There is Something about Mary in the Deep South: My Alternate Persona
My mom’s favorite holiday was April Fool’s Day. She loved to pull pranks and she would go all out on the first of April every year. She would take rotten steak and place under the couch or she would pretend to have huge news such as pregnancy. Although we knew she loved to prank us on that day, we still tended to fall for her gags. Besides April Fool’s Day, she loved to do low-hanging pranks throughout the year. I never go, in the moment, why she loved pranking so much. Now I think back to those times and realize she would have been an excellent producer for Ashton Kutcher’s Punk’d show. Pranking brought her great joy in a dismal world. A sense of humor is what oftentimes can carry a person through the life-challenging moments that come day in and day out. She needed an outlet. She encouraged me to be creative and engage in storytelling contests. Her creativity came in the form of helping other people laugh.
Part of her pranking gags included going by a different name. My mom’s given name was Carmen. She hated that name, however. She didn’t hate it enough to officially change her name and most definitely she would never change it to something as wacky as “sexy” the way a woman recently did. If given a choice she would be hard-pressed to choose between Lydia and the “Puerto Rican cowgirl”. She often would go by Lydia whenever she introduced herself to people which oftentimes led to funny telephone encounters when people called asking for Lydia. She loved putting on the Lydia persona. It was the care-free persona that was the singing, dancing sassy lady. Historically, there was a place called Lydia which was in the kingdom of western Asia Minor and the Lydians were the first people to use gold and silver coin and the first to establish retail shops in permanent locations. There is a grand and majestic history to “Lydias.” Furthermore in the bible Lydia of Thyatira, was a woman and deaconess in the New Testament’s Acts of the Apostles who sold purple clothing. That love of purple is in my genes. It was, thus, befitting that Lydia was my mother’s disguise throughout her life.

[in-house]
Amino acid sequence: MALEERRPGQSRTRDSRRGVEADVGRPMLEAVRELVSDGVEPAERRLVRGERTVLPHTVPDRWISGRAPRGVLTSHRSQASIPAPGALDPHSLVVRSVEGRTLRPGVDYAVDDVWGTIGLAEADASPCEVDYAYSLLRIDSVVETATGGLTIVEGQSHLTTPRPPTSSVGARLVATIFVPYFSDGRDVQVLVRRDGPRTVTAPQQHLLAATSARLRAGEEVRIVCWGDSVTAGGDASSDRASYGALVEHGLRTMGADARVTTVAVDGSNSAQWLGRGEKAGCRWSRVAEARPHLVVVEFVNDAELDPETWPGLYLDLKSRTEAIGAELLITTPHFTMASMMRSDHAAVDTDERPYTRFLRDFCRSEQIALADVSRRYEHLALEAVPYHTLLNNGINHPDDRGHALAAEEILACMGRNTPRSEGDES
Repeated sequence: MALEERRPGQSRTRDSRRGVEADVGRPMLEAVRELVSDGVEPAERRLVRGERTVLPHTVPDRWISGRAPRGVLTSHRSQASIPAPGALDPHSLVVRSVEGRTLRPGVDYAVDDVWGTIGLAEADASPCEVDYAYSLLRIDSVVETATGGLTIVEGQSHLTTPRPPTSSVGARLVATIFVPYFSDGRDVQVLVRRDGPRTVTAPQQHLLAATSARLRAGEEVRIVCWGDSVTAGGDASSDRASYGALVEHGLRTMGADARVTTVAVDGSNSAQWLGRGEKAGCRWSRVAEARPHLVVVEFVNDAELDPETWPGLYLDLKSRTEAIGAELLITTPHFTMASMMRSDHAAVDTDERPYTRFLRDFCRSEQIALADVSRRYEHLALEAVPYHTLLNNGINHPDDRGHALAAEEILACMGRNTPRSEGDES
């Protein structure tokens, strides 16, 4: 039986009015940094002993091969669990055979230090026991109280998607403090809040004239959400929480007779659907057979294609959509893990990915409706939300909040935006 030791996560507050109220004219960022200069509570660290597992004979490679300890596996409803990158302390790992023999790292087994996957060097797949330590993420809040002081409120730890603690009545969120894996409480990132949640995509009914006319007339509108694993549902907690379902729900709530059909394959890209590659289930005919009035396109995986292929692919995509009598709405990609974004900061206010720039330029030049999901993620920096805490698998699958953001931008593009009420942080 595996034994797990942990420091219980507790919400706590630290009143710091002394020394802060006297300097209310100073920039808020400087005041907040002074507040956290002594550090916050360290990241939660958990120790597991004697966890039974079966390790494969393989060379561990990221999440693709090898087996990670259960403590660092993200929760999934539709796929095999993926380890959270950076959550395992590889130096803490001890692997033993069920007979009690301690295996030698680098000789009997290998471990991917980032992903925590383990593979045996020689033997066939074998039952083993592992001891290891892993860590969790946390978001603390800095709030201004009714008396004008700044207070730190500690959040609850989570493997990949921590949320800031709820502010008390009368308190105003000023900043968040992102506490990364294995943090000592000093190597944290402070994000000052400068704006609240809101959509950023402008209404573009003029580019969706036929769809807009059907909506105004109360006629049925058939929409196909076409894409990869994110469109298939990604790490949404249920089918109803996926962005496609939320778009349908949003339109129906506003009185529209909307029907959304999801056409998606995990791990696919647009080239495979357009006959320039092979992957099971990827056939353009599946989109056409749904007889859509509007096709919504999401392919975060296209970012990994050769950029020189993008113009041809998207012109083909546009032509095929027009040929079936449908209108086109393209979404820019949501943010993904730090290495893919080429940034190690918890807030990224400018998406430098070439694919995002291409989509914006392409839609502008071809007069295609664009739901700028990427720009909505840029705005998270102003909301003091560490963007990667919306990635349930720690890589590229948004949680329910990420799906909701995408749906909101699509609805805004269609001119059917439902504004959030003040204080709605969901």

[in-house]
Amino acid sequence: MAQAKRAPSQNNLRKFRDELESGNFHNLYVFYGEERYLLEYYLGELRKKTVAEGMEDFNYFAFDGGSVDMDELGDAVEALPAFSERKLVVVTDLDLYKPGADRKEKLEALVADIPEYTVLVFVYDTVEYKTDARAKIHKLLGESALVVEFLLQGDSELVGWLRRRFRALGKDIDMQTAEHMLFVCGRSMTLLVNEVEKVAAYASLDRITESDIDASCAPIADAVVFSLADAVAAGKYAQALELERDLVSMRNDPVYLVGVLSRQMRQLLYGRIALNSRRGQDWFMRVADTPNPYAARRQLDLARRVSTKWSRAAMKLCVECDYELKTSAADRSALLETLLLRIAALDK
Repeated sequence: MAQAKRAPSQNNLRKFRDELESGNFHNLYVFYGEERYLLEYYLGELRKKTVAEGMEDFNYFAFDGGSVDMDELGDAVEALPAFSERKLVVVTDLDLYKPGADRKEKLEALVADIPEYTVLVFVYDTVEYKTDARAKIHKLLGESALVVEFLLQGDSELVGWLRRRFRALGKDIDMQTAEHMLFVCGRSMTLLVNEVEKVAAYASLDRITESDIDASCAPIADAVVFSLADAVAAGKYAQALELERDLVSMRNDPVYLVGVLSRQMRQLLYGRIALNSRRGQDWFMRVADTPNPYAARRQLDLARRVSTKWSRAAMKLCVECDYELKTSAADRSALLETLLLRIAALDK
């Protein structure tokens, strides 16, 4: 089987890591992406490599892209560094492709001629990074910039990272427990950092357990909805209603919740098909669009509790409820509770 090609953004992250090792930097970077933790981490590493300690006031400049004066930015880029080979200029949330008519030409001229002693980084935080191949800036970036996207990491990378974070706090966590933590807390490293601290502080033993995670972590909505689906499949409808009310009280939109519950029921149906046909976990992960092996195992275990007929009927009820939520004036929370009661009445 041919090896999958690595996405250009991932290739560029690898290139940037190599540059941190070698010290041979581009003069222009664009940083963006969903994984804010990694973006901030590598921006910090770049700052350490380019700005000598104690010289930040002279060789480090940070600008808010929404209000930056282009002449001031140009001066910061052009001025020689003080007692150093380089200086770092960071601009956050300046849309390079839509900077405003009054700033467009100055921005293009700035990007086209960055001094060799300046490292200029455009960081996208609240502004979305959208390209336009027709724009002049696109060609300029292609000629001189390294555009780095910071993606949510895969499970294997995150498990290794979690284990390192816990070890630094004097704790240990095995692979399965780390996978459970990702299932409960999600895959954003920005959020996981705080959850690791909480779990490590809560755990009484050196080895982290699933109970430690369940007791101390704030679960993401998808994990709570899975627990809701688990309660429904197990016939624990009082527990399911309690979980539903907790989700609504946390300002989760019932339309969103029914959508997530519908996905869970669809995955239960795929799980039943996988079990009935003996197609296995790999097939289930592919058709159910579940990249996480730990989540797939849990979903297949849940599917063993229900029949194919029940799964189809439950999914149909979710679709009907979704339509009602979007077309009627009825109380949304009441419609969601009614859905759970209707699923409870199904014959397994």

I have never really liked my given name either. However, I have never gone by my nickname of Mimi until I started developing an online persona. I just have labored through life with my name. I have no Hispanic accent to speak of. Nor do I have a New York accent. However, whenever I am talking to someone on the phone that I have not met, once I say my name, they claim to not be able to understand me. This is something that unfortunately happens quite often. When I lived in Atlanta for a few months, whenever I went somewhere in which I had to leave my name, it became a tortuous event. At Starbucks, Panera, Moes and so on, I became Mary. Whenever I gave my name for a coffee drink, it came back to me with the name Mary no matter how many times I spelled out my name.
At one point I became extremely frustrated. I took a deep breath and remembered my mother. She would have embraced the lack of name recognition or comprehension and would have come up with a new name. Therein my Mary persona was born with a little bit of a Southern Twang.
My Mary disguise was bubbly and had a spring in her step. She greeted everyone with a hello and a question about how their day was going. Mary’s name was never misspelled. Mary’s name was yelled out loudly and confidently in the restaurants. There was no hesitation when my coffee was handed out to me. Mary was easy to understand and easy to get along with. I left my New Yorker misgivings behind. I left my New Yorker dark humor to the side. Bright and bubbly! Bright and bubbly was how my mom was when she was Lydia. Bright and bubbly was how I was perceived when I was Mary.
I lived in Atlanta ten years ago. Till this day I am Mary about 20 days out of the year as I travel often to the South.
This morning Mary got a Venti skinny vanilla latte. Tomorrow, my non-Mary persona will get a passionfruit mojito.
Inspired by daily prompt of brilliant disguise
Other thoughts on the daily prompt